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Plenty of false dawns before

Reader comment on item: Iran in Crisis

Submitted by Patrick (United States), Jul 24, 2002 at 11:56

Taheri's resignation is just the latest in a series of events that have challenged the hardliners for more than a decade. Going back to Ayatollah Montazeri's removal as the apparent successor to Khomeini, to Rafsanjani's fleeting attempts to modernise the political system to Khamenei's unexpected victory in 1997, the hardliners have been presented with effective challenges. Still, they are able to maintain control over important centers of power. The $64 billion question is for how long.

Dr Pipes is right to recognize something fundamental maybe happening. However we need to remember there have been plenty of false dawns before. The power of the hardliners should not be underestimated. That said, everytime they over-react to some event (such as prohibiting the publication of Taheri's letter or beating up students) they lose another piece of power and influence. They have to run out soon.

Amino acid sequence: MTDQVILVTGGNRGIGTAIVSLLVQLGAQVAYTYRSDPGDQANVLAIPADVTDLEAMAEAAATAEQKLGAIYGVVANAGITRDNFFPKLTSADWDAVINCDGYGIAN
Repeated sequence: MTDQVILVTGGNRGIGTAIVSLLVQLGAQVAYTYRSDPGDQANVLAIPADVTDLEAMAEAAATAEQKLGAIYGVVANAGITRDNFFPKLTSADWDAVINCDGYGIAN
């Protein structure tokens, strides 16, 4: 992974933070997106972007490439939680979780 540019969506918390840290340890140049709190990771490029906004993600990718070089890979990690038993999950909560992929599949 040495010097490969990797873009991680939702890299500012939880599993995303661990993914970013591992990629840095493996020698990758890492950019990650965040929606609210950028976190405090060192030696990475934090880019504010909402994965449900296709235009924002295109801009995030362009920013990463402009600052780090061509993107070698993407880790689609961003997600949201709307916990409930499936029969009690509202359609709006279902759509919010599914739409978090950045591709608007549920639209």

Regarding the lessons offered by Iran about Islam, I'm not sure to what extent they are transferrable to Arab countries. It is too easy for Sunni militants to dismiss Iran as a Shi'a mistake. Futhermore, it is conceivable that people in desperate economic and political situations are more amenable to militant promises of the good life. Still, the main lesson offered by Iran is that concepts such as the Velayat Faqih do not make for good public policy irrespective of the religious attractions.

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